Nicotine proteome effects tissue-specific alterations – ezine – raid 5 data recovery

Many consumers who vape believe that it is harmless. Cigarettes are known to cause many diseases including cancer, bronchitis, emphysema, heart disease and stroke, among others, but e-cigarettes do not contain tobacco so are “safe”. While it is true that the vapour from e-cigarettes does not contain the 7000 chemicals that are found in tobacco smoke, there is increasing evidence that they are not as healthy as some might think.

This is of growing concern to health authorities worldwide given the rapid rise in the numbers of people vaping. The World Health Organization has estimated that 35 million people used e-cigarettes in 2016, a rise from 7 million in 2011, and predicts 55 million users by 2021. While there has been a multitude of research studies into the effects of smoking, as well as secondhand and thirdhand smoke, the equivalent research on e-cigarette smoking is much sparser, partly due to the shorter time that they have been available.

It is possible that related diseases have yet to reveal themselves.

The key ingredient in e-cigarettes is nicotine, which is toxic to developing foetuses, can damage adolescent brain development and is a suspected carcinogen. It is supplemented by flavourings and the carriers propylene glycol and glycerin which produce toxic aldehydes upon heating. In addition, a recent study published in 2017 demonstrated that e-cigarettes have detrimental effects on the airways and could initiate respiratory diseases.

These warning signs could be the tip of the iceberg and it is generally agreed that more research should be carried out on the effects of vaping and of inhaling nicotine. One new study carried out in the US has looked at the effects of orally ingested nicotine on the proteins in various organs in mice. Joao Paulo, Steven Gygi, Mark Jedrychowski, Edward Chouchani and Lawrence Kazak from Harvard Medical School and the Dana-Farber Cancer Institute in Boston published their findings in Proteomics, revealing "the vast extent of exposure across murine tissue". Tandem mass tagging

The nicotine was administered in drinking water to five mice while five others were given normal water. After 21 days, tissue was dissected from seven organs: the brain, heart, kidney, liver, lung, pancreas and spleen. The proteins from each organ were extracted and digested with Lys-C then trypsin to produce mixtures of peptides.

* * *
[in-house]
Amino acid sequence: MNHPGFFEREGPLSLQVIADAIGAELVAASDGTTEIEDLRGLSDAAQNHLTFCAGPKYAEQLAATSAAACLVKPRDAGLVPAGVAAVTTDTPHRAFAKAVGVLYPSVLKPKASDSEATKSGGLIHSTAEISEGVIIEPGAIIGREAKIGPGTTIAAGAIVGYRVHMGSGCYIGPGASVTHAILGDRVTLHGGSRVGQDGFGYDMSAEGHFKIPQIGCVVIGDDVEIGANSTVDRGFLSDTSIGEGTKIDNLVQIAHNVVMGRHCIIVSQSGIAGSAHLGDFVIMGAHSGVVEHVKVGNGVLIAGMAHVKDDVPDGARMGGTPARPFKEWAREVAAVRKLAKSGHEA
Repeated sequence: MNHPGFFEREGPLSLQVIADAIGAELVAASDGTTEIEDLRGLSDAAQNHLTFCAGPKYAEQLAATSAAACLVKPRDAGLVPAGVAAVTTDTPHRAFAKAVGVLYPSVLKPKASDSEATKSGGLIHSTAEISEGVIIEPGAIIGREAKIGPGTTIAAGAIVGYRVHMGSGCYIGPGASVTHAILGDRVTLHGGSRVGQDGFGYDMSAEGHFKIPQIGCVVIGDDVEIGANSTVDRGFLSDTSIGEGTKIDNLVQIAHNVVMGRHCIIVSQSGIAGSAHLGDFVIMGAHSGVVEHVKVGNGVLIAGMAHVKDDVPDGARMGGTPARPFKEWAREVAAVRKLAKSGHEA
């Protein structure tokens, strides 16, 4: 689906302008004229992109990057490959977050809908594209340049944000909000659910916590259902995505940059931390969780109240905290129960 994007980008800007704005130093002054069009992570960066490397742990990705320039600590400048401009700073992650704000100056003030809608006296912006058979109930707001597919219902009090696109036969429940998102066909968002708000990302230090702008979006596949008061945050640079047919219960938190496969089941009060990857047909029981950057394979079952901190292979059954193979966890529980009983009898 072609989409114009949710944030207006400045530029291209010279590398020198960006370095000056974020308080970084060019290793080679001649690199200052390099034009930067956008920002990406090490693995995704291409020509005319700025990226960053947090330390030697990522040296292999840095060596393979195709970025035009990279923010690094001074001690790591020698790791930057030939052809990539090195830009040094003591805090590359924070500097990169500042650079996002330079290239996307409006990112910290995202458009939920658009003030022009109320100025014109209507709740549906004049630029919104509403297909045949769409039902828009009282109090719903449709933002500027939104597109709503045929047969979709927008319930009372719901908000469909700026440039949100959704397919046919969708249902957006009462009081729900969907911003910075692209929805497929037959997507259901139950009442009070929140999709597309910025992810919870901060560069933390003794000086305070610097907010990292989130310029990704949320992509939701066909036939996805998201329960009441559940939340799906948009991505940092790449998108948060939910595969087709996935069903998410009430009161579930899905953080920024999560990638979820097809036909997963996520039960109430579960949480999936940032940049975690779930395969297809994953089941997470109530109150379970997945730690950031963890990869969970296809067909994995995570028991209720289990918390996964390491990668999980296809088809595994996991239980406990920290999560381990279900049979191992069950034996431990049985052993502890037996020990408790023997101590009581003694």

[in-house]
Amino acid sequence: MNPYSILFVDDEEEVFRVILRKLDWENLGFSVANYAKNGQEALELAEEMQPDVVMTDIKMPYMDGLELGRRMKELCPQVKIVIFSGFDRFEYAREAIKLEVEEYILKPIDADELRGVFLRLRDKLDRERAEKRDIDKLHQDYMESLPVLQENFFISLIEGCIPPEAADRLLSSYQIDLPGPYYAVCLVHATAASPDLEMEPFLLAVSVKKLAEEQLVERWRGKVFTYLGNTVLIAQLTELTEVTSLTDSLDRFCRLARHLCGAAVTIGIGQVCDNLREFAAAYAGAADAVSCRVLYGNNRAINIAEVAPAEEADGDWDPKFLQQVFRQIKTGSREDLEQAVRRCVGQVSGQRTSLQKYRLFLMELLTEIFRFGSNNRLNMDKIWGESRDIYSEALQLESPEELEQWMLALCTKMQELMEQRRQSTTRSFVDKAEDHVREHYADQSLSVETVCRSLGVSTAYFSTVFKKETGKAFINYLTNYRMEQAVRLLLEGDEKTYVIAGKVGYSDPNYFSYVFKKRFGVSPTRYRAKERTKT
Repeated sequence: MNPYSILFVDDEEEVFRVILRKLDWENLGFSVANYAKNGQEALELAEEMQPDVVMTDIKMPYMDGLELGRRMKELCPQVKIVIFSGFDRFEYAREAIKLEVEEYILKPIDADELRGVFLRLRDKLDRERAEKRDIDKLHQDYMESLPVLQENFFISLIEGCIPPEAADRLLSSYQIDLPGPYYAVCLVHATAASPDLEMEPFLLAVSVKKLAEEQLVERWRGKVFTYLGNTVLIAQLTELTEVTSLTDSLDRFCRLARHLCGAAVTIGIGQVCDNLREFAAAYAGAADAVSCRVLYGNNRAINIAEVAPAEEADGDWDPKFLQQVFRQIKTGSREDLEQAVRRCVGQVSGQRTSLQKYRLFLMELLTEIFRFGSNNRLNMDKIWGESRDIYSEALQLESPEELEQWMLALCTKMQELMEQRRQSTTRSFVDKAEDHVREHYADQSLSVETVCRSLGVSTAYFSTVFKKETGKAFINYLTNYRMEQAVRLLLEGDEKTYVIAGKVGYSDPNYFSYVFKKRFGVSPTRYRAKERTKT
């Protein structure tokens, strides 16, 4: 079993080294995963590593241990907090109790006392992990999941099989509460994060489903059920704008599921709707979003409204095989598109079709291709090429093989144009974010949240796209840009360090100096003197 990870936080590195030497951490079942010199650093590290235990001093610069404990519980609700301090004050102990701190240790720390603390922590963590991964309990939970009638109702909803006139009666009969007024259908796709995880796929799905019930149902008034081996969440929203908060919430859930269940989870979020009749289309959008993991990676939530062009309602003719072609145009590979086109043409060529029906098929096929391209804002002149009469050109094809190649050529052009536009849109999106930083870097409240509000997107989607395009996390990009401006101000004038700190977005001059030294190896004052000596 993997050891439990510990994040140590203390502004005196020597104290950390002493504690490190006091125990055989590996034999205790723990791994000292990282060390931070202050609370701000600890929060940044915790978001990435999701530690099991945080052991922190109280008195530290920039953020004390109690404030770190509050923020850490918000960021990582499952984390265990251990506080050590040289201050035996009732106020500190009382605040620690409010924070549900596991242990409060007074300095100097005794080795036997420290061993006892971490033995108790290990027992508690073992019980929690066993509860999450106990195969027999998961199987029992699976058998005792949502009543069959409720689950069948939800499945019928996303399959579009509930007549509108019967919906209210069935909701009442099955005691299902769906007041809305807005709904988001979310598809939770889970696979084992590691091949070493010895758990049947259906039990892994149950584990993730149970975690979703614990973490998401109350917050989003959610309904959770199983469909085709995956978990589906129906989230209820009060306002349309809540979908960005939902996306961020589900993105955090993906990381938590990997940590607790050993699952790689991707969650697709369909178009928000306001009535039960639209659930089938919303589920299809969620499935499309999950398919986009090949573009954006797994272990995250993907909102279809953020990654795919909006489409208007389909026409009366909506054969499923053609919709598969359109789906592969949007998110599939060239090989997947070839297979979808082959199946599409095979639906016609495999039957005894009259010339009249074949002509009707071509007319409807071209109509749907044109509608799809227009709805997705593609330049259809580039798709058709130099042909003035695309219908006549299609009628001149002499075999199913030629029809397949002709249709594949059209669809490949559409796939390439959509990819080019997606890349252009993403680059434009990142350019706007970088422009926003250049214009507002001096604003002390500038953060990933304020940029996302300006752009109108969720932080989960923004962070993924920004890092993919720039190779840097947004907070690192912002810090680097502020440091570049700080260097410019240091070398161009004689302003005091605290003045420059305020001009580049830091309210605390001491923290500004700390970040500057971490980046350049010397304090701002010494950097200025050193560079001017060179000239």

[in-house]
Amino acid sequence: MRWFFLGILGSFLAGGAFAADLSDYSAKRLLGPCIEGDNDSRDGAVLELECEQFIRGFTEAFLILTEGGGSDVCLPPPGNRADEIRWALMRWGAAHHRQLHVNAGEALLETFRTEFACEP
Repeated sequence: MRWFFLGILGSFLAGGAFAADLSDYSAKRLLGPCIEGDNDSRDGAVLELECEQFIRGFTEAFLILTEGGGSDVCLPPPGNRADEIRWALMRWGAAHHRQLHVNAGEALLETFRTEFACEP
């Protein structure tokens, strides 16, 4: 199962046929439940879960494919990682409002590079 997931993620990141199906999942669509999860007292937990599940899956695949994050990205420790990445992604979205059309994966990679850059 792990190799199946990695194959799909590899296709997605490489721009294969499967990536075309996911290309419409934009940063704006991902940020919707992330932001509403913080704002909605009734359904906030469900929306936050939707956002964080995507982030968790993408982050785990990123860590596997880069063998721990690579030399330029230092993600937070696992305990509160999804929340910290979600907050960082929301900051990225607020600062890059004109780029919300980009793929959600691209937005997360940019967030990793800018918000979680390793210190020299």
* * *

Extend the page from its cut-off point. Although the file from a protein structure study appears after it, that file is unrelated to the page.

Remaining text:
In order to compare the peptide abundances across the treated and control animals, the mixtures from each tissue were treated with ten tandem mass tagging reagents which were then pooled 1:1 across all of the samples. After further offline fractionation, the peptides were analysed by liquid chromatography-tandem mass spectrometry and the ion counts for all peptide spectrum matches in the reference database were used to determine the relative amounts of each protein.

A refined sample processing protocol used lower amounts of starting material than those typically required for proteomics experiments and permitted fast offline centrifugation-based fractionation. This made it far easier to compare the proteins in the different tissues, all 70 samples being fractionated within one hour. Localised actions of nicotine in different tissues

More than 138,000 individual peptides were quantified in all seven tissues, leading to the identification of 11,516 proteins. The number of proteins in each tissue ranged from 5325 in the pancreas to 7839 in spleen, approaching the numbers that have been reported in other studies that used far more starting material.

Within a particular tissue, the proteins with altered abundances caused by nicotine exposure numbered 7,27, 34, 35, 36, 105 and 126 for pancreas, brain, heart, kidney, liver, lung and spleen, respectively, but the totals did not correlate with total proteins measured in each type. Of these, 11 were significantly altered in more than one tissue. The implicated pathways included lipid metabolism, iron metabolism, amino acid degradation, calcium signalling, and fatty acid metabolism.

"These proteins may serve as a basis to dissect further the role of nicotine in pathway modulation and to target specific mechanisms that lead to or are a consequence of the observed protein alterations", the team declared. "They may be key candidates for further targeted experiments and validation with orthogonal techniques such as Western blotting, immunofluorescence or mass spectrometry based MS2."

Clearly, the effects of nicotine across the human body are widespread, although they are local rather than global. The chemical was taken orally in these experiments so the results need to be confirmed by inhalation, to mimic more closely the effects of electronic cigarettes and provide a better understanding of nicotine damage.